Cunio’s younger brothers, David and Ariel, were taken captive by Hamas terrorists on October 7 from Kibbutz Nir Oz. David was taken with his wife, Sharon Aloni-Cunio and their toddler twins, as well as his sister-in-law Danielle Aloni and her five-year-old daughter Emilia. The women and children were all released in the brokered ceasefire at the end of November, while David was left in captivity.

Ariel, the youngest of four, was taken captive with his girlfriend, Arbel Yehud. Both Ariel and Arbel are still held hostage. Yehud’s brother Dolev was initially thought to have been taken hostage but his body was later identified in Israel.

David Cunio (right) was abducted from Kibbutz Nir Oz on October 7, 2023 (Courtesy)

Lucas also lives in the kibbutz, as does the entire extended family. On October 7, “I was at home with my wife and three kids, and held the door for 12 hours.”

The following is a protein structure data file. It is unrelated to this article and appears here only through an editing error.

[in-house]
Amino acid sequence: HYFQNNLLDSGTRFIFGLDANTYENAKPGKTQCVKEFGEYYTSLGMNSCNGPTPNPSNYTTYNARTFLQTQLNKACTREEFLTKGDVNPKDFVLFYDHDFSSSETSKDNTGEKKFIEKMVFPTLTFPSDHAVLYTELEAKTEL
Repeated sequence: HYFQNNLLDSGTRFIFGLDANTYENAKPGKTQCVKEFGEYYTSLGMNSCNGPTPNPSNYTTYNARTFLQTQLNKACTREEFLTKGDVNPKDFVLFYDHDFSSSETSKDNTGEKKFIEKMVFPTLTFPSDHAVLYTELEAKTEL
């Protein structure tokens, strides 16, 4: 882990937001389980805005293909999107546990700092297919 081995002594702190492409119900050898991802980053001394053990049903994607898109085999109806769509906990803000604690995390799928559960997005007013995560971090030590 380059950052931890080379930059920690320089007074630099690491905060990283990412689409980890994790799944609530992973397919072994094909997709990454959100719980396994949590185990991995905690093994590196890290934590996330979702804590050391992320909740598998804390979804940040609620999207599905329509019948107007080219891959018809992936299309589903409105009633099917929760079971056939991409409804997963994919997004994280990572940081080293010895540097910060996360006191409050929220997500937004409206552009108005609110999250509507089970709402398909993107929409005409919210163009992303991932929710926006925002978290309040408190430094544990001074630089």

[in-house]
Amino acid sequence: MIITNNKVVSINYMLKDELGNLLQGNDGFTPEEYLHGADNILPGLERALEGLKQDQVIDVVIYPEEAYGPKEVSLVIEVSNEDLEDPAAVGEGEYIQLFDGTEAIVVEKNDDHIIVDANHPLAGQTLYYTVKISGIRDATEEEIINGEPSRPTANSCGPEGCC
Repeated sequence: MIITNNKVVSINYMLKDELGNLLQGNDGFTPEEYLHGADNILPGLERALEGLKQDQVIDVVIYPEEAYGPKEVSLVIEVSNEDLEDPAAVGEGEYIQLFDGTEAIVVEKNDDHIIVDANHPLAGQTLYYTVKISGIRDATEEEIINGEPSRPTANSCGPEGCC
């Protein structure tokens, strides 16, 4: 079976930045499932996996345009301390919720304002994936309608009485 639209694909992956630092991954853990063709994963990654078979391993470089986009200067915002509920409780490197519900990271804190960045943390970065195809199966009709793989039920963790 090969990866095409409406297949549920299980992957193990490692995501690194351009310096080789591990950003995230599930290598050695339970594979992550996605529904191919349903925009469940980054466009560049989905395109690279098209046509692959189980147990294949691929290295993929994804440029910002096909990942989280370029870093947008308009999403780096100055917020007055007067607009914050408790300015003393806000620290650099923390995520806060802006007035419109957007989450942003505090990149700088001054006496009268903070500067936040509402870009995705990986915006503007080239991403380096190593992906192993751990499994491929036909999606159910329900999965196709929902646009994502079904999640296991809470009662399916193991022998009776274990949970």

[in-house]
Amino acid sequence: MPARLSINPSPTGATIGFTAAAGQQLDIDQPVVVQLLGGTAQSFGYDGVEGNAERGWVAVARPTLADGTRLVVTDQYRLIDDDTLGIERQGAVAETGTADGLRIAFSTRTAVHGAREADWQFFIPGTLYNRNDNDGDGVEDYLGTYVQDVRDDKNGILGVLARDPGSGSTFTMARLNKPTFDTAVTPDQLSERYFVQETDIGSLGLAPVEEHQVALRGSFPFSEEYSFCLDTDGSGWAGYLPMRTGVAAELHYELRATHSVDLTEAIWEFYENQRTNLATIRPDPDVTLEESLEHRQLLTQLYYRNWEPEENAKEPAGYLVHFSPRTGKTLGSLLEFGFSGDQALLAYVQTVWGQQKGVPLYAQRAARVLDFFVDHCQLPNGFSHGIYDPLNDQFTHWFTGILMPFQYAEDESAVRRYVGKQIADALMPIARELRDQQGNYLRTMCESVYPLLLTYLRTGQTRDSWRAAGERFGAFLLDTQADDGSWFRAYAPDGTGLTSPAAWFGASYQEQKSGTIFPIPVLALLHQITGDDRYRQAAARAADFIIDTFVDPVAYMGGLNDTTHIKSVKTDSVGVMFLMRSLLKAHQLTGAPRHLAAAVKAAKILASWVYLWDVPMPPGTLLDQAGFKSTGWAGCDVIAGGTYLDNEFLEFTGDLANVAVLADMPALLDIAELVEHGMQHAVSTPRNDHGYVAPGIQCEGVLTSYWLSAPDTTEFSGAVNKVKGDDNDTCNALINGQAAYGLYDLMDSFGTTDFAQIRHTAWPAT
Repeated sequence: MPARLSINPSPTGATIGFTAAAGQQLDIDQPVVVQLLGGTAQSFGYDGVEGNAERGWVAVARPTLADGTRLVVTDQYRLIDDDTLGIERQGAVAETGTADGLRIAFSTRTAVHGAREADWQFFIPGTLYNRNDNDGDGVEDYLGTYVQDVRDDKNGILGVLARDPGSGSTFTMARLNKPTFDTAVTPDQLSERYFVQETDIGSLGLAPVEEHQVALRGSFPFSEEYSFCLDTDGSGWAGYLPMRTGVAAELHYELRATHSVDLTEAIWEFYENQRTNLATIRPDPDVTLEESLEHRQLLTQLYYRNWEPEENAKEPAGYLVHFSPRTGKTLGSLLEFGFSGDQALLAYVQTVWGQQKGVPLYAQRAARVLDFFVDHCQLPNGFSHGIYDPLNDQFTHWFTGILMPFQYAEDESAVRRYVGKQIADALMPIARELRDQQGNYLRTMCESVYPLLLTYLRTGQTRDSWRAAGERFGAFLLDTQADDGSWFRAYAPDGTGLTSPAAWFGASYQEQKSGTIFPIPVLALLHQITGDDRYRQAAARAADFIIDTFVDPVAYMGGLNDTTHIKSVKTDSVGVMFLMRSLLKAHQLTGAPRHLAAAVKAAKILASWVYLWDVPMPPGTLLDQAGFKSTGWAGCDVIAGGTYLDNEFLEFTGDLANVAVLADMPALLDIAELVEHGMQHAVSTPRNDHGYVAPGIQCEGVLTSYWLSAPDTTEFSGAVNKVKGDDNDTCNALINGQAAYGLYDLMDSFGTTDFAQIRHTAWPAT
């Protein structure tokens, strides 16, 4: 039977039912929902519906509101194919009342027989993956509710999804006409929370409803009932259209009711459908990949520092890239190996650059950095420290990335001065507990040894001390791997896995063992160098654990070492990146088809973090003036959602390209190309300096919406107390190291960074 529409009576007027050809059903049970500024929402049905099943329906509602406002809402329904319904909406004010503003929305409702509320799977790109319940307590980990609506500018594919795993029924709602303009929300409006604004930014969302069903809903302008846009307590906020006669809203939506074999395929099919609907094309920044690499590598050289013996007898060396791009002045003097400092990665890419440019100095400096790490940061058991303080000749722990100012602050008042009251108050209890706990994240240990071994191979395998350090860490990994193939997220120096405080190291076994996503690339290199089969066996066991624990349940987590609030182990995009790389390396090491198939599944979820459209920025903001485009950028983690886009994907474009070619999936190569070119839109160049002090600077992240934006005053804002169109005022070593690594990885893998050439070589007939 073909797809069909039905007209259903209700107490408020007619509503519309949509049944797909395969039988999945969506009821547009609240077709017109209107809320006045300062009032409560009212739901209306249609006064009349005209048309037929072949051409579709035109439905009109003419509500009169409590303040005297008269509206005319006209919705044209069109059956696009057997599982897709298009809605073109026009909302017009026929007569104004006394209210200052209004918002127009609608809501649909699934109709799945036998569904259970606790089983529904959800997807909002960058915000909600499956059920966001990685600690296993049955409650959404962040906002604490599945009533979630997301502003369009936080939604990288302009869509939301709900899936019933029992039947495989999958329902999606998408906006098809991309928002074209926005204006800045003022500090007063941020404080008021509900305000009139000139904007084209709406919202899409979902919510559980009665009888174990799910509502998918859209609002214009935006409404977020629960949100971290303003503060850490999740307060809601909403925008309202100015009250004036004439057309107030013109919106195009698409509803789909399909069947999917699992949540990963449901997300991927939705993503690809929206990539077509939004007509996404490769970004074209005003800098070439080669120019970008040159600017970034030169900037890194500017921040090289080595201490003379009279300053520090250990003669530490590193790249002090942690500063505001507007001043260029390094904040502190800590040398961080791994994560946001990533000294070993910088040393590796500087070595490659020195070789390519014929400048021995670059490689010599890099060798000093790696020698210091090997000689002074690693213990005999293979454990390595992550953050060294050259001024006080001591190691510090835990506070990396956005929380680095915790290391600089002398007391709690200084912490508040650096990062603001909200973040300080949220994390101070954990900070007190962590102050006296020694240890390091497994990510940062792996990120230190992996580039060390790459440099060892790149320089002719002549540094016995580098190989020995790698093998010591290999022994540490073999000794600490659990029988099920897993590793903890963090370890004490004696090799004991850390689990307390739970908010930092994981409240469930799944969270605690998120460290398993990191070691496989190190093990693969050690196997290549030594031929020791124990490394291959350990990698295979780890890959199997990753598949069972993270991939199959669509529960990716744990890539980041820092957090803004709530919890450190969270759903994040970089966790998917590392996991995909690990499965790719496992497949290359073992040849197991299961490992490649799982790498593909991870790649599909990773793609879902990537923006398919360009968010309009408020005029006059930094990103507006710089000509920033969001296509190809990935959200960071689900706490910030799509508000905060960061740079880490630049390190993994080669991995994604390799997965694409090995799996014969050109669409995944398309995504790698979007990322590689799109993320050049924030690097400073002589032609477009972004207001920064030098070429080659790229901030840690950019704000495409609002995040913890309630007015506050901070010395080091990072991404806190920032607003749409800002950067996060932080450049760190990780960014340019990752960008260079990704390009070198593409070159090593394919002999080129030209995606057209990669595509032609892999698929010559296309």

“It’s the same story as everyone else’s, but my brothers’ story is a little different.”

Cunio’s arms are covered with a smattering of tattoos, including a somewhat faded peace sign, his first tattoo, inked on his left upper arm when he was around 12.

“There are people who are in so much pain and think this could help,” said Dershowitz. “There’s the concept of personal agency: ‘Something was done to me and I want to reclaim my body and my narrative and this tattoo is something I am choosing.'”

Craig Dershowitz, founder of Artists 4 Israel (Courtesy)

Other people choose a tattoo after being disfigured by a bullet or shrapnel and want the tattoo, not their disfigurement, to be what people notice, he added.

Some people were getting tattoos in memory of friends, or in honor of those who helped them survive on October 7.